Kamilla said...

Doug,

Sorry, I wasn't merely referring to the acceptance of Sharia in Britain - I was thinking of your title itself. Are you familiar with Peter Hitchens's book, "The Abolitionc of Britain"?

ABC Rowan is merely a late symptom, as is the heir to the throne's wish to be known as the defender of "faith" rather than "the faith".

emmzee said...

"Islam always aspires to be a civilization, not just a religion (in the Western sense)."

This is a vitally important point that most people in the western world don't grasp. The concept of "separation of church and state" is foreign to Islam.

Doug Groothuis said...

Brits are the relativists; Muslims are absolutists with the wrong absolutes.

Brian said...

So, England is now and Islamic State?

Daniel said...

I was relieved to see that R. Williams merely said that Sharai law was inevitible, which is true in a growing Islamic society like Britain. The article didn't say whether he agreed that it should become the system of the courts.

I would hope that this Anglican semi-authority would not go that far off the edge with tolerance like he is with the Episcopal Church!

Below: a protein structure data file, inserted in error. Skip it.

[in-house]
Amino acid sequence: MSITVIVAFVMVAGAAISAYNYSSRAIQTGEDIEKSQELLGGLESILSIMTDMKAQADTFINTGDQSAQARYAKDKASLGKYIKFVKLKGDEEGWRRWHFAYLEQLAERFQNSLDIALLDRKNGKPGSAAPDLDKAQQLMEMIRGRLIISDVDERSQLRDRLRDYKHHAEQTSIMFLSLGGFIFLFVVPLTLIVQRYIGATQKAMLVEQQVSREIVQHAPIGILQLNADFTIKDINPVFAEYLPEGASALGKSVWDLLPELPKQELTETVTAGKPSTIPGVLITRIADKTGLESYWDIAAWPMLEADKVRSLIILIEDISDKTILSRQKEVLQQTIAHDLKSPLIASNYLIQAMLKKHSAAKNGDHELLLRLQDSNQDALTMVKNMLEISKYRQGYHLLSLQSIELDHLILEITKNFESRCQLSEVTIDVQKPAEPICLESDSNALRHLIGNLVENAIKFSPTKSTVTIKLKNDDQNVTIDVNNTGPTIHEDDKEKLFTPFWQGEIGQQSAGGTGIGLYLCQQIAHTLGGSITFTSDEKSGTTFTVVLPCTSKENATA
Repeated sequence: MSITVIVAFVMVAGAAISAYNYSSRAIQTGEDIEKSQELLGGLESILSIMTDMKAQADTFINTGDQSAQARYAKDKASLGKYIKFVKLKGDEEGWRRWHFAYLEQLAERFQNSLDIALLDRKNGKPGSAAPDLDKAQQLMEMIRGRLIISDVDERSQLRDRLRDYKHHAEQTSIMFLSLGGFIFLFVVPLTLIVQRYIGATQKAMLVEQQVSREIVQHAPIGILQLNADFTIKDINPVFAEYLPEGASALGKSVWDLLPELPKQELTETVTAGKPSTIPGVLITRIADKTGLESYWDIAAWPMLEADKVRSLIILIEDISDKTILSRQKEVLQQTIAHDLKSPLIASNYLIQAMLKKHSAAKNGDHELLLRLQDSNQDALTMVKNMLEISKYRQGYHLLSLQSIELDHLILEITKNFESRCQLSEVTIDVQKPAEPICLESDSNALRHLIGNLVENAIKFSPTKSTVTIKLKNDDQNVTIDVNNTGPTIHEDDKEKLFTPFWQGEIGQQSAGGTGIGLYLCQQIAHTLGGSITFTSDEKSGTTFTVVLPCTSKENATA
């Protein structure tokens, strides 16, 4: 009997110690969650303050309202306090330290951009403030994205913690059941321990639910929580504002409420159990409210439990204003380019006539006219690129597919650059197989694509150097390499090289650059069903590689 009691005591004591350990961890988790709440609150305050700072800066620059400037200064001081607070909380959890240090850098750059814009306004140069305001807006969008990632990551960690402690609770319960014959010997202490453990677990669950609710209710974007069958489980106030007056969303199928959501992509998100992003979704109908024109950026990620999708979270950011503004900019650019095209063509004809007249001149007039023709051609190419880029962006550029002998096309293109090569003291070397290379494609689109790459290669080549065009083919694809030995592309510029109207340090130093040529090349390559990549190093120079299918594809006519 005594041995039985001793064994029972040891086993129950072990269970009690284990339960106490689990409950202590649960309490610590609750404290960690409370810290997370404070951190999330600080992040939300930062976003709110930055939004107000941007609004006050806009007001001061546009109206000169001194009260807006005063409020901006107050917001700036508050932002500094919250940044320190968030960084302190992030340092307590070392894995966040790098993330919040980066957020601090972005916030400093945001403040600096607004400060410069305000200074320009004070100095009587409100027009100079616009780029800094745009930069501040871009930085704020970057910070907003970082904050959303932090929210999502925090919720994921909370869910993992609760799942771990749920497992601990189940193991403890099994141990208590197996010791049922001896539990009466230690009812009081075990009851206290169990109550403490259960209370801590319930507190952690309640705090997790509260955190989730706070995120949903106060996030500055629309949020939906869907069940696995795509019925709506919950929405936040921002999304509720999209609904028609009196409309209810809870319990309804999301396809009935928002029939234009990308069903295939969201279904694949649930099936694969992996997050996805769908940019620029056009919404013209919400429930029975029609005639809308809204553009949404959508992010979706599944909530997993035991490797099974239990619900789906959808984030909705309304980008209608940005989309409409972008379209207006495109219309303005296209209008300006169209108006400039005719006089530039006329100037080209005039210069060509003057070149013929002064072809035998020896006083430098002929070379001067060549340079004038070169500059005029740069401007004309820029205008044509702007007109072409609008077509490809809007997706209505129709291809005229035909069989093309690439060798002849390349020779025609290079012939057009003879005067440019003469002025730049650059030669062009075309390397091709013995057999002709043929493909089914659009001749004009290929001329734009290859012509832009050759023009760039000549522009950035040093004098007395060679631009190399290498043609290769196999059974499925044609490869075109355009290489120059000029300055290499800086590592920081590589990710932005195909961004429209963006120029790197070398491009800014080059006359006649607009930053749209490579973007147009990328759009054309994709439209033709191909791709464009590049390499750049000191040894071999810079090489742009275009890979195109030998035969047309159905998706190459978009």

John Stockwell said...

From the article:
Under the act, the sharia courts are classified as arbitration tribunals. The rulings of arbitration tribunals are binding in law, provided that both parties in the dispute agree to give it the power to rule on their case.

Siddiqi said: “We realised that under the Arbitration Act we can make rulings which can be enforced by county and high courts. The act allows disputes to be resolved using alternatives like tribunals. This method is called alternative dispute resolution, which for Muslims is what the sharia courts are.”

and

In July, the head of the judiciary, the lord chief justice, Lord Phillips, further stoked controversy when he said that sharia could be used to settle marital and financial disputes.


In short, the lord chief justice simply
followed the law. An arbitration court
is an arbitration court. If parties
agree to arbitration on s civil matter,
then the ruling of the arbitration court
is binding.

There is nothing here about criminal
matters, so Dr. Groothuis' claims that
this ruling will adversely affect
issues of criminal justice
are hyperbolae.

This has nothing to do with the "Brits
being relativists". It has to do with
the lord chief justice following the
law of the land. What's he going
to do, not recognize a particular
arbitration court because of the religious affiliation of the parties
involved?

Remember that adherence to the principle
of religious freedom is one of the
foundation stones of modern democracy. Violate that principle because you don't